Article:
D is for Deforestation, Diamond Energy, DNV GL, Dell, Du Pont & Denmark
Deforestation is the most important, immediate and urgent challenge, Unilever’s Paul Polman told the Global Landscapes Forum at Lima before the close of the UN climate change conference. Dell sets some new sustainability standards for recycling and packaging, while DNV GL does the verifying for Australia’s first Climate Bond for renewable energy. Diamond Energy makes its mark as it opens Asia’s first energy demand response centre, as DuPont announces a new clean energy move with JA Solar in China. Denmark keeps ahead as the world’s most wind powered nation by generating 41% of its electricity consumption in the first half of 2014. Read More
From the Danish Wind Industry Association
It’s windy in Denmark. And that fact helps explain why Denmark is leading the way in integrating wind power into the electricity system.
It’s windy in Denmark, which helps explain why Denmark is so skilled at capturing the power of the wind. With 28 per cent wind power in the electricity system, Denmark is a nation that many others are looking to in order to discover sustainable energy solutions for the future. However, plentiful wind is not necessarily synonymous with a strong wind industry. Denmark’s achievement in bringing 28 per cent wind power into the electricity system is built on several key factors, that together have made Denmark the world’s Wind Power Hub. It generated 41% of its electricity consumption from wind in the first half of 2014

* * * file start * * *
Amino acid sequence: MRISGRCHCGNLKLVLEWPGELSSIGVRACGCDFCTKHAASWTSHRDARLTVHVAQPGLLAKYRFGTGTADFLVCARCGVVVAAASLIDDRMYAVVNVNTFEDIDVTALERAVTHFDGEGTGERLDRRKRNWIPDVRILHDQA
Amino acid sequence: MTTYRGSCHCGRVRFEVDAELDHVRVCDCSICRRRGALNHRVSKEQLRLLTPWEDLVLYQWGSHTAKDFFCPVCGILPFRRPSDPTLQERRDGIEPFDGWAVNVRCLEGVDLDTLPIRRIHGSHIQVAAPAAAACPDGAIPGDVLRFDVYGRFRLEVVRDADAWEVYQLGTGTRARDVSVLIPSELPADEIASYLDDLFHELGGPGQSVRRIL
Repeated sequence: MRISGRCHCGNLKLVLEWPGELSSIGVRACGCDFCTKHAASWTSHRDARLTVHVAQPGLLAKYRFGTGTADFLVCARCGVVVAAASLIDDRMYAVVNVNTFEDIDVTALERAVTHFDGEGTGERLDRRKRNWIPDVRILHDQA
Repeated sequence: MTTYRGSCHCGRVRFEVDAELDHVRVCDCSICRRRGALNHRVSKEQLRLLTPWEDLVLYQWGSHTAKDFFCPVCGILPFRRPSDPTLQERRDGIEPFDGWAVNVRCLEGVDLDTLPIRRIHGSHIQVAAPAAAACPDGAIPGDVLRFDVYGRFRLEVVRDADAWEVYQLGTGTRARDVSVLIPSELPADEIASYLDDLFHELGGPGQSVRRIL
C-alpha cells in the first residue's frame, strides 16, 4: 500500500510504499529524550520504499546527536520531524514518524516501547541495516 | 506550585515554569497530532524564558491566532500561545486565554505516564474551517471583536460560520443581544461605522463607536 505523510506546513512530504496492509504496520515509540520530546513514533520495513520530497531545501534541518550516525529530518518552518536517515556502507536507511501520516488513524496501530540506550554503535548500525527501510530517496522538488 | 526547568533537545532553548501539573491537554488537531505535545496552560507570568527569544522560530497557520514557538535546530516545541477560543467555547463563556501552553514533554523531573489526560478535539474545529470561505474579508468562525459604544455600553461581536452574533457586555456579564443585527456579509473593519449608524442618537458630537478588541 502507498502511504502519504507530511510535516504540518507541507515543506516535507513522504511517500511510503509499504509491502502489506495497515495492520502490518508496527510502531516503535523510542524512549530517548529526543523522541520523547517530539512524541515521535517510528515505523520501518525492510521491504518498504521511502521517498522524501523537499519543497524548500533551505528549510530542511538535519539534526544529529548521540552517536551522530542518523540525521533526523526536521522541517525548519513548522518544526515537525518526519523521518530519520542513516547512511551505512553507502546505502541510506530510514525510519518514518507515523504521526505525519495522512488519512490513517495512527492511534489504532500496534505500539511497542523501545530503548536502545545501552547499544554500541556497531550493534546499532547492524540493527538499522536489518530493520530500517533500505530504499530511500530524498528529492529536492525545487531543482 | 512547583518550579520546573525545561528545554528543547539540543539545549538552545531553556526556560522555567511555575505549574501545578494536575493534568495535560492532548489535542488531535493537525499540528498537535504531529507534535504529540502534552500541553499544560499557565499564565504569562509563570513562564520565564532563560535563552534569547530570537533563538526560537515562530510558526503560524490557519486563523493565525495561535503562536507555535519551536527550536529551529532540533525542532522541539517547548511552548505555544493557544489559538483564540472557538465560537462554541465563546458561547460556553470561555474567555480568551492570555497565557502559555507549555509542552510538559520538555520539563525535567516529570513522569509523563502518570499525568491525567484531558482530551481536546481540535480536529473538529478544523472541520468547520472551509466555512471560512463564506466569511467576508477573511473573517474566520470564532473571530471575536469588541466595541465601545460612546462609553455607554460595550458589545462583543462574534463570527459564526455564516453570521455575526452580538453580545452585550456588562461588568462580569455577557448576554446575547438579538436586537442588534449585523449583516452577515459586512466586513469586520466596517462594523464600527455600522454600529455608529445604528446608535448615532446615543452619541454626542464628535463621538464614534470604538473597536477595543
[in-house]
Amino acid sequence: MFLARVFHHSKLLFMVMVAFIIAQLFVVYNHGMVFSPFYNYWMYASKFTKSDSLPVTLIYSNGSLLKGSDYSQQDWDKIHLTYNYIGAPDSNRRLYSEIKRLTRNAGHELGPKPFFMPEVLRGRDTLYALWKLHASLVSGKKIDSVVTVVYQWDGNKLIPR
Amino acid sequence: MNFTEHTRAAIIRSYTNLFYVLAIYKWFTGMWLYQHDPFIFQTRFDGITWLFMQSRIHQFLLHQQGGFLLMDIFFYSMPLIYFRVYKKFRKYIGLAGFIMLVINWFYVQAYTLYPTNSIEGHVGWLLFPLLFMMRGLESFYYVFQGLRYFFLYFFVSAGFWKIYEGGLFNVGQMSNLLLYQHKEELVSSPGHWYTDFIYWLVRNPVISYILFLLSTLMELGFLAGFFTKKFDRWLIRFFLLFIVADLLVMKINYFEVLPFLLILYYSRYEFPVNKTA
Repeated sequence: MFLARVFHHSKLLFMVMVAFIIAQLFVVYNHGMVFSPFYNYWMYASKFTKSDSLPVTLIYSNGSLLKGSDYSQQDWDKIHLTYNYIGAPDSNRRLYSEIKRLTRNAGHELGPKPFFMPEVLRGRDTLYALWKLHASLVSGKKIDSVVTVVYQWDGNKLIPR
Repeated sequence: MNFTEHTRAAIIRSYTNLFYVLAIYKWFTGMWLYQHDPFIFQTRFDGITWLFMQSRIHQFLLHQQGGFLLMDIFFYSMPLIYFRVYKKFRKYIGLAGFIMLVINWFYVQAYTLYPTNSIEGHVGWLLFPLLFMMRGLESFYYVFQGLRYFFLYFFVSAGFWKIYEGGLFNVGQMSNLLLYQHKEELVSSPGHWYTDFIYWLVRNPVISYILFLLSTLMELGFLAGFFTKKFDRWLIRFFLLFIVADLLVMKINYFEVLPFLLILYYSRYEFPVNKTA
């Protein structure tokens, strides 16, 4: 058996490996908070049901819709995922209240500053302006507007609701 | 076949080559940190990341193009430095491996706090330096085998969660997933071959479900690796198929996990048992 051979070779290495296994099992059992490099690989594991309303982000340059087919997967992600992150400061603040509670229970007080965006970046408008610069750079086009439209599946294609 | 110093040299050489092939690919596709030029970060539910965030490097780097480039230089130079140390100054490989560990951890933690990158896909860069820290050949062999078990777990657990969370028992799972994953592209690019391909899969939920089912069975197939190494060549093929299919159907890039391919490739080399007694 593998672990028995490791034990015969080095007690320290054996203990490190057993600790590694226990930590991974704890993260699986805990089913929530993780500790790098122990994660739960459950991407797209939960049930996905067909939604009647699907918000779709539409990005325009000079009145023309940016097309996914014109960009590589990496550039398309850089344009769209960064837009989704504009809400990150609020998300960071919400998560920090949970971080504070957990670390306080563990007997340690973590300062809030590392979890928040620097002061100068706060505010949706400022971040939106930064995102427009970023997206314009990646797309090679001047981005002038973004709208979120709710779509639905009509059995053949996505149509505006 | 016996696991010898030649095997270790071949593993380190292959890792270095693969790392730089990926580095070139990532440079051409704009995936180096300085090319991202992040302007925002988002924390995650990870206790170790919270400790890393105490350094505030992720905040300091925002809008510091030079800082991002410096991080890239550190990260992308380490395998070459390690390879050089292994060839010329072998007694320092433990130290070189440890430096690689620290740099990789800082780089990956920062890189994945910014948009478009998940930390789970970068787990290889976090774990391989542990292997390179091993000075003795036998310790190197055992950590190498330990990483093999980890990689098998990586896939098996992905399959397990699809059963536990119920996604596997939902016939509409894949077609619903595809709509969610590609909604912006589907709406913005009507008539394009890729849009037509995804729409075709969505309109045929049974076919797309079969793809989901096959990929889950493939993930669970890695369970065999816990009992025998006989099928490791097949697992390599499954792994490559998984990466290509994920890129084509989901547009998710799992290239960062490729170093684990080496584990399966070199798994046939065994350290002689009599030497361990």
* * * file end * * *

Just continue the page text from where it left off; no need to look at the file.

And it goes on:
First-mover in wind power
Denmark’s role as a first-mover in both onshore and offshore wind power has been important. The lessons learned through the early years of setting up wind turbines across the nation have been pivotal. The industry has developed through innovative thinking and experience which have helped create core competencies in production, design and installation of wind turbines that are sought after worldwide. To date, Danish companies have installed more than 90 per cent of the world’s offshore wind turbines. With a constant aim of bringing down the cost of energy, Denmark expects to remain the dominant player in the offshore wind turbine market for years to come. Europe’s offshore wind power capacity is expected to see a tenfold increase, just in this decade!
Wind power – a strong competitor